money used to fund campaigns
* There are, in fact, actual conflicts of interest, large
* Contributors do indeed facilitate access to legislators,
and that access can translate into action
*Lawmakers on specific committees regularly solicit contributions
from groups they regulate
* Elected officials must spend too much time on fundraising,
an activity that they almost universally disliked, taking time
away from duties they much preferred, such as constituent service
There is also great concern among elected leaders at nearly
every level that the cost of elections is skyrocketing.
Indeed, some are so tired of the money chase that they are
leaving politics. When Senator Frank Lautenberg (D-N.J.) announced
he would not run again in 2000, money was a major factor. "I
do not want to sit there all these hours of each day asking for
money when in fact there is good solid work to be done. It would
distract me from the job I was sent to Washington to do,"
said Lautenberg. The average spent by a winning Senate candidate
in 1998 was $5.4 million; the average for a House seat was $650,000.
The money-chase isn't just restricted to Washington politics.
Gray Davis, who won California's gubernatorial race in 1998, spent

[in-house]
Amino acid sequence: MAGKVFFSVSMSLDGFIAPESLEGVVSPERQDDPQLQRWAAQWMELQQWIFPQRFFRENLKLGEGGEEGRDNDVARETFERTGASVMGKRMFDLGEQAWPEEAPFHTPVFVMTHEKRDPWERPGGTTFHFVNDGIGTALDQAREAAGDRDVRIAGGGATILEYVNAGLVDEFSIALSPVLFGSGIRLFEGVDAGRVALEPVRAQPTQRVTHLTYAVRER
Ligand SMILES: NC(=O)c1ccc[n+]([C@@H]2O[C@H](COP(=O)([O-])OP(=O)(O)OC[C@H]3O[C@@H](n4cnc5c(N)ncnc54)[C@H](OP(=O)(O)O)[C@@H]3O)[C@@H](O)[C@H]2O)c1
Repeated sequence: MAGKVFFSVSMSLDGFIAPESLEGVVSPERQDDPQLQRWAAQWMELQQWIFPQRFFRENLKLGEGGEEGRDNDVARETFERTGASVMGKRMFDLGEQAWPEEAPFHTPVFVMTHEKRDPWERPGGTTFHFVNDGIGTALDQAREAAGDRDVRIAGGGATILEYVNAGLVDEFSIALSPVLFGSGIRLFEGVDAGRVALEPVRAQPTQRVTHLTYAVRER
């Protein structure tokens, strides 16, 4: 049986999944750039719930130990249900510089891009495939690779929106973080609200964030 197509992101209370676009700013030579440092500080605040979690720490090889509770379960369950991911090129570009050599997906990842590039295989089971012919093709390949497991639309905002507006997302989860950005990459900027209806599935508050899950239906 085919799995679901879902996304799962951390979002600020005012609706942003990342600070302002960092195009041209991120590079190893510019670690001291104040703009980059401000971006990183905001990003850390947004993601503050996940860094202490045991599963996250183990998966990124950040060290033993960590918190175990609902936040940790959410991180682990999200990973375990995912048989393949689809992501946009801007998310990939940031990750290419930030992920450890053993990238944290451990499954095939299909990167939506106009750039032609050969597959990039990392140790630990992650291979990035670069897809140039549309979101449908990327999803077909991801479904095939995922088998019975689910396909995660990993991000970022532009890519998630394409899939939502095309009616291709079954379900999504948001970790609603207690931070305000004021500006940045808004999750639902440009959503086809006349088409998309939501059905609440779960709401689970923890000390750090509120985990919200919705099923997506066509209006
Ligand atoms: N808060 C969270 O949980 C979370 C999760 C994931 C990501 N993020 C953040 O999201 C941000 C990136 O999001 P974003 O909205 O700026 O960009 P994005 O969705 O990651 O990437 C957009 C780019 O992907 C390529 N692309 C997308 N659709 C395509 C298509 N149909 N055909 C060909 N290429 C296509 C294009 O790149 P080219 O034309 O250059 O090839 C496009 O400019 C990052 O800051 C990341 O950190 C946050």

some $34.8 million to get to the governor's mansion. In large
cities and states, campaigns For the state-house or even mayoral
races can run to six or seven figures. As experienced politicians
and gifted potential candidates choose not to run rather than
face the arduous task of raising this much money, we will experience
a loss of the best leadership.
CLEAN MONEY CAMPAIGN REFORM: THE MOST COMPREHENSIVE SOLUTION
The success of the Maine, Massachusetts, and Arizona ballot
initiatives has given greater energy and focus to campaign finance
reform efforts in more than a dozen states, including Missouri,
Oregon, Michigan, and Idaho. In much the same way, the passage
of the "Vermont Campaign Option" by the Vermont legislature
in June 1997 has since inspired state legislators around the country
to come out in support of similar reforms in such places as Connecticut,
New Mexico, North Carolina, and